A wonderfully shiver-inducing wormhole. The possibilities opened up before me while the story snapped at my heels. Elle returns home after letting her house out to slight but notable differences, the house no longer feels welcoming, small shifts have occurred, has she inadvertently allowed danger in? The prologue is quietly unsettling and sets the tone beautifully. Lucy Clarke utilises an exquisite subtlety, each layer thin as a slice of paper painstakingly constructed into a looming brooding tower. Taunting ‘Previously’ moments lie in wait, prepared to catch you unawares, and then there are the flashes from the past, allowing knowledge freedom to hint, prod, stir. The characters felt so very real, they slid into my mind, taking up residence, making mistakes, regretting, living their lives. The ending felt real, felt right, felt perfect. You Let Me In is a razor-sharp, smartly provocative tale, and I loved every single second of it - highly recommended.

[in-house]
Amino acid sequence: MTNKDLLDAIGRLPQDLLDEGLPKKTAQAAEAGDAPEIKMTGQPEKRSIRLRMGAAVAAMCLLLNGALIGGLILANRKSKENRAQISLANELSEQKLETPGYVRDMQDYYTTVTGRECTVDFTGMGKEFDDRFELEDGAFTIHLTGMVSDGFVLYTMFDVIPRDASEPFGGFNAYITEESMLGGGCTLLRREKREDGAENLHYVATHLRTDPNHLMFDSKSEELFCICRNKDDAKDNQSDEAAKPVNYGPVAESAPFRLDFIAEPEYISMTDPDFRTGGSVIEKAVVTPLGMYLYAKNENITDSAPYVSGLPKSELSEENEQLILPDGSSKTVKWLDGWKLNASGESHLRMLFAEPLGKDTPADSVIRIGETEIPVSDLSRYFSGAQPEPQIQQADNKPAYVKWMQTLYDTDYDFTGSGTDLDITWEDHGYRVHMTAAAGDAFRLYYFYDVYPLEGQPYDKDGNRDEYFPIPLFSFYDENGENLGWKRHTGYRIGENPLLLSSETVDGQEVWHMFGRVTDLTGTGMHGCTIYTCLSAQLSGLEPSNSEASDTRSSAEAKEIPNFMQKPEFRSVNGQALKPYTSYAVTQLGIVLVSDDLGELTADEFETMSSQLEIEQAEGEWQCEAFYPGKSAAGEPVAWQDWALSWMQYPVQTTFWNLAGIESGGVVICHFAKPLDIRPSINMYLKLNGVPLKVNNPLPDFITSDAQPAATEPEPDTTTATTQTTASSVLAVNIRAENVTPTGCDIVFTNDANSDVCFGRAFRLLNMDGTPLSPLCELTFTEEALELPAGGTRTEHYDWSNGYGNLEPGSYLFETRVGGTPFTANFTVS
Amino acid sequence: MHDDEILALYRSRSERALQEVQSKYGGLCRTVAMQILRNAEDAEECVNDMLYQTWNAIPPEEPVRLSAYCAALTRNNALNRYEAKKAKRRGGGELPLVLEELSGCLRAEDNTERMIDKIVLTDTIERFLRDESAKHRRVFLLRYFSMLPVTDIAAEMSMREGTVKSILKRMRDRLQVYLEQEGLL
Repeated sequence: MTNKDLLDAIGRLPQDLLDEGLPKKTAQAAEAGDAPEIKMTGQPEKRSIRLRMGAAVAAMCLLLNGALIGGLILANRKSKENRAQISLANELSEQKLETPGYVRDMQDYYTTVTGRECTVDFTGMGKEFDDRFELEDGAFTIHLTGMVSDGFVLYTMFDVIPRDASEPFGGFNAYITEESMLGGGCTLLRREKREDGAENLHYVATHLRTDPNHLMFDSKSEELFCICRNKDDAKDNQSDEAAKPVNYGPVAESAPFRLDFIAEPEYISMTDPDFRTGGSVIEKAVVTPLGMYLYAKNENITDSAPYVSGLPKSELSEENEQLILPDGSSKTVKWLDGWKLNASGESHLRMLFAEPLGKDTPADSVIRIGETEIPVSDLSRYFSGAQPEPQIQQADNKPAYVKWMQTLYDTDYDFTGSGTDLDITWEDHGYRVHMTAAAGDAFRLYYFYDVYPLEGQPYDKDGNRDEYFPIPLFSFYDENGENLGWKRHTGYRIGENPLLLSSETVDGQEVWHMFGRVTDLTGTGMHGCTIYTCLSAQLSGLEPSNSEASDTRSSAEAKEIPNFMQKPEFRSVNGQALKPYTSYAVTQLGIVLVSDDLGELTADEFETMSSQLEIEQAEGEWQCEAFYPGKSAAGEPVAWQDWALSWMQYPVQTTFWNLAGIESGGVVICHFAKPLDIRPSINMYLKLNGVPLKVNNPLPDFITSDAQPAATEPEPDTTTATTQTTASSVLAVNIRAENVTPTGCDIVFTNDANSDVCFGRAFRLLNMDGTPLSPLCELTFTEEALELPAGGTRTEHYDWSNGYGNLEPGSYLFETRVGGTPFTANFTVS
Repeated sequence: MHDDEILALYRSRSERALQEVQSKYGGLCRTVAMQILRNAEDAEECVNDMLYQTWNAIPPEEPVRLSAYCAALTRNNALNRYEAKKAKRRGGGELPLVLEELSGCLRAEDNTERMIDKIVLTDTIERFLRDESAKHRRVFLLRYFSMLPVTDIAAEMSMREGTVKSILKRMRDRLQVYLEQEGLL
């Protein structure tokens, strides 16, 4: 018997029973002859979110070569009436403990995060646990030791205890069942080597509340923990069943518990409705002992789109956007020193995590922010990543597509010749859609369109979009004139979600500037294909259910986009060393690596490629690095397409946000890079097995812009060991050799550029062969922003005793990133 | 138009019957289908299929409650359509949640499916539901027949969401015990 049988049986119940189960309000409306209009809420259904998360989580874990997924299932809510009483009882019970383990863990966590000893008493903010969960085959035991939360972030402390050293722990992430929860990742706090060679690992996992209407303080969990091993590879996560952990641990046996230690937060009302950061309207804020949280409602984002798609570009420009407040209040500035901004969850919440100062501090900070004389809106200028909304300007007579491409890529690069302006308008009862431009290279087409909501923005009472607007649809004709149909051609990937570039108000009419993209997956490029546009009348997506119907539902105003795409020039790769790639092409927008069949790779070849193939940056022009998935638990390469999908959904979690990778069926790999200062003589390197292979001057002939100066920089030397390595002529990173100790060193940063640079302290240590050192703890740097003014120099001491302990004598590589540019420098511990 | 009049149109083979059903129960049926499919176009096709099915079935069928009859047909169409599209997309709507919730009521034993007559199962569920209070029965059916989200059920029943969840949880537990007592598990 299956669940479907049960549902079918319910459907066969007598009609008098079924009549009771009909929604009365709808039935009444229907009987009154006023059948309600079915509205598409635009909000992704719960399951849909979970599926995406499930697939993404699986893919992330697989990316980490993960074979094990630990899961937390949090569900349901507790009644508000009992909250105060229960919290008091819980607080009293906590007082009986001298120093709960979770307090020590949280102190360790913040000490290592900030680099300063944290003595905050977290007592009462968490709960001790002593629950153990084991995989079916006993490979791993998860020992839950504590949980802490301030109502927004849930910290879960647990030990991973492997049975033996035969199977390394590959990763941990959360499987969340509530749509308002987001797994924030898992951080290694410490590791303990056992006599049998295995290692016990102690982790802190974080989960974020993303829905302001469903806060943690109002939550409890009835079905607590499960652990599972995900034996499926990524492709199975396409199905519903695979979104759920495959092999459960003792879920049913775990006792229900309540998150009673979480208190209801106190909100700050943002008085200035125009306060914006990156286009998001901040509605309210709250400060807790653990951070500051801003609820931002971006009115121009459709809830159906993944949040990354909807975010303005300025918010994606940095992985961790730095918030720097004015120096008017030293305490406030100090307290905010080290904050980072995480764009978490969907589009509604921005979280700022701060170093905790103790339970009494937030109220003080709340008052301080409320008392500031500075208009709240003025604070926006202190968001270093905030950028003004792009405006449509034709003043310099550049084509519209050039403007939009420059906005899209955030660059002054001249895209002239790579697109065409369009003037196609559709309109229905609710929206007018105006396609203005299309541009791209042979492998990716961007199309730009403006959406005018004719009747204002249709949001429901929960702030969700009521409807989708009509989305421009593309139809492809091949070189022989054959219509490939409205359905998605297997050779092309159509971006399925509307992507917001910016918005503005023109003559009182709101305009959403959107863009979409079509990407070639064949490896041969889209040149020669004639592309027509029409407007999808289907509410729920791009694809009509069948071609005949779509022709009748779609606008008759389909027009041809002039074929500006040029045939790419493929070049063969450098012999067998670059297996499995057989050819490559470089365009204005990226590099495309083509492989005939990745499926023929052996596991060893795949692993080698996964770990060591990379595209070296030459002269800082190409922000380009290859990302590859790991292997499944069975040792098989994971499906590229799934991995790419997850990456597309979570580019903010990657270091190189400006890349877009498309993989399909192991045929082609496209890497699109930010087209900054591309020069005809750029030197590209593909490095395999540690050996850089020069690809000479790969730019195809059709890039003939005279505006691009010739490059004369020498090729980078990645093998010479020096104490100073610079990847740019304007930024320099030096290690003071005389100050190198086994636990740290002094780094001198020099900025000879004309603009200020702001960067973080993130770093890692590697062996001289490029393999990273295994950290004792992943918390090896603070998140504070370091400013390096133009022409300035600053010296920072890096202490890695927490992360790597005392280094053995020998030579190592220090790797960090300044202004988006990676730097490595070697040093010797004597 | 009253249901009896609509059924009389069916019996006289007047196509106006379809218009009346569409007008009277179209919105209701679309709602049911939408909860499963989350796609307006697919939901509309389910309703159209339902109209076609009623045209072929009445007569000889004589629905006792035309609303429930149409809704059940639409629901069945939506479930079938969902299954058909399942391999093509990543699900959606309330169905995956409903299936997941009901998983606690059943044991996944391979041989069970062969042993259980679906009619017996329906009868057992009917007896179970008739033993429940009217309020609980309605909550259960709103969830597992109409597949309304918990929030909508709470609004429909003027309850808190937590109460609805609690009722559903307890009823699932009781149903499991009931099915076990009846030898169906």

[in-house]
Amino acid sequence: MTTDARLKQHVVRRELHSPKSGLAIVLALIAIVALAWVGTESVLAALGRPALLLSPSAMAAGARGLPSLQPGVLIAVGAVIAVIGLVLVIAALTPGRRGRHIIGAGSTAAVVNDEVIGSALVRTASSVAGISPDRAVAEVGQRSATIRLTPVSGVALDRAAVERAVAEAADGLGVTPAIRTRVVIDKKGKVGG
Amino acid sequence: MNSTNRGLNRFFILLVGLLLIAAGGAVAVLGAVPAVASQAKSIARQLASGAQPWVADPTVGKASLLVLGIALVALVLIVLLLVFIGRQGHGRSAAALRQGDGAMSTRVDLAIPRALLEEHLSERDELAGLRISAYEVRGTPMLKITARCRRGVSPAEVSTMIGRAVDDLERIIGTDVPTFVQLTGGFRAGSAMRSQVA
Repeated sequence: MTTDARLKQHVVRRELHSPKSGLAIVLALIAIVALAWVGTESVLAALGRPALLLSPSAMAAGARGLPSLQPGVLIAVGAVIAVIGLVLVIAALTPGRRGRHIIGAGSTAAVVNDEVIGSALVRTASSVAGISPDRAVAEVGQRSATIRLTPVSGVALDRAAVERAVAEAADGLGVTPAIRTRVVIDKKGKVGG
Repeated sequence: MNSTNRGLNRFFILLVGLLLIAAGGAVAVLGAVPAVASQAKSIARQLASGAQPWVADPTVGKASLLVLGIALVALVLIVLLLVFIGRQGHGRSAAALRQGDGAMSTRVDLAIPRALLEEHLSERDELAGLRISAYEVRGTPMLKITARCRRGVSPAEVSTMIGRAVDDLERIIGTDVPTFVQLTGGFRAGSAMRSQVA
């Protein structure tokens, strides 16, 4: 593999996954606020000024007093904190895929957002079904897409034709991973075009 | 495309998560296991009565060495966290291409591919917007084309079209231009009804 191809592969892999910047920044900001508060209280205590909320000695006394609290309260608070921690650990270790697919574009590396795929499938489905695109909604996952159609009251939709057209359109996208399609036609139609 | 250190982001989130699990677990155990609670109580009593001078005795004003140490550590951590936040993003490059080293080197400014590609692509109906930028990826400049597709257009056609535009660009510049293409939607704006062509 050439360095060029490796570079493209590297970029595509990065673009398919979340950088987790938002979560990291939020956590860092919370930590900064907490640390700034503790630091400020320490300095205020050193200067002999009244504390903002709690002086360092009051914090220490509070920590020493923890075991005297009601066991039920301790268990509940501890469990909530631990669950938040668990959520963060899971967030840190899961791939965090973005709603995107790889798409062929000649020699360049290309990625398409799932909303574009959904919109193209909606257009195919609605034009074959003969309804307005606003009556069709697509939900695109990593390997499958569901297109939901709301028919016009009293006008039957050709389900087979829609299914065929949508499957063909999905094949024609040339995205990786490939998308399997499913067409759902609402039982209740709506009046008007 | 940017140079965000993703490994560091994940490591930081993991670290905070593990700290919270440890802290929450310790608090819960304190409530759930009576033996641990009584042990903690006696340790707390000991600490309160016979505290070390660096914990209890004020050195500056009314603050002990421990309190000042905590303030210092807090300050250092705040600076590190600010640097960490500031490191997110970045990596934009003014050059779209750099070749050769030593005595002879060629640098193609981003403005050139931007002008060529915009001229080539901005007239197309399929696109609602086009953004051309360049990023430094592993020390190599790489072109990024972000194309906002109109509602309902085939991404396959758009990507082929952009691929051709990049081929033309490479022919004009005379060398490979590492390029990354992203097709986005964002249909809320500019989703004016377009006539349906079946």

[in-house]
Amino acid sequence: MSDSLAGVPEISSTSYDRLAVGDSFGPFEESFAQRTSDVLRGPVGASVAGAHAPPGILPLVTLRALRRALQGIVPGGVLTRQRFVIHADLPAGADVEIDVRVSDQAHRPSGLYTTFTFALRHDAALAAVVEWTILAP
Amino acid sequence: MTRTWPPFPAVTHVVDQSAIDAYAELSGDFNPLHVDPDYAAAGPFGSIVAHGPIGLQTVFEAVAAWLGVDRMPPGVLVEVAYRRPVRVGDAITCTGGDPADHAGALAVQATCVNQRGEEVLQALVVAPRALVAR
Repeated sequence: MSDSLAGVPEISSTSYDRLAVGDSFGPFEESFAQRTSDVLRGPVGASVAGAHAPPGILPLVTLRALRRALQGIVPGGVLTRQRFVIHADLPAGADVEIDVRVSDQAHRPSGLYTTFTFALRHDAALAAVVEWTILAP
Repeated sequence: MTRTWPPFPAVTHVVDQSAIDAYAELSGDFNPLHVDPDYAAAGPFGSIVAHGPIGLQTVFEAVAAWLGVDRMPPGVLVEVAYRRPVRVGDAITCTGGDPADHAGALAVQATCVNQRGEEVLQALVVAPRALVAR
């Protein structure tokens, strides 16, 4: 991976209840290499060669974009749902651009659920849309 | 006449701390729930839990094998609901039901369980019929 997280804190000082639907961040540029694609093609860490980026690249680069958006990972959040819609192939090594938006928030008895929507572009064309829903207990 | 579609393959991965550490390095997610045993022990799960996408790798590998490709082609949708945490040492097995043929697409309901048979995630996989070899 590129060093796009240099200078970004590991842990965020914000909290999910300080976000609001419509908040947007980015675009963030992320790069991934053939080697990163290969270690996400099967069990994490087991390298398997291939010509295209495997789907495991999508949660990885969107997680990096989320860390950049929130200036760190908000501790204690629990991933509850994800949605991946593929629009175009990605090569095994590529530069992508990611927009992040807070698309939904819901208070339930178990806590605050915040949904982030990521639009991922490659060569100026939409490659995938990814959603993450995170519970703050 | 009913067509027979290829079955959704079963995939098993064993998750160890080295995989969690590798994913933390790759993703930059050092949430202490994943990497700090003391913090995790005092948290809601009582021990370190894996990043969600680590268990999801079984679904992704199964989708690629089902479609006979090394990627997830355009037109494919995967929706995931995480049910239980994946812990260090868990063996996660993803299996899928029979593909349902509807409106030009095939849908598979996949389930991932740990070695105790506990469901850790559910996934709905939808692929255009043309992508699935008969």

LONGLISTED FOR THE MAN BOOKER PRIZE 2018 Connell and Marianne grow up in the same small town in rural Ireland. The similarities end there; they are from very different worlds. When they both earn places at Trinity College in Dublin, a connection that has grown between them lasts long into the following years. This is an exquisite love story about how a person can change another person's life - a simple yet profound realisation that unfolds beautifully over the course of the novel. It tells us how difficult it is to talk about how we feel and it tells us - blazingly - about cycles of domination, legitimacy and privilege. Alternating menace with overwhelming tenderness, Sally Rooney's second novel breathes fiction with new life.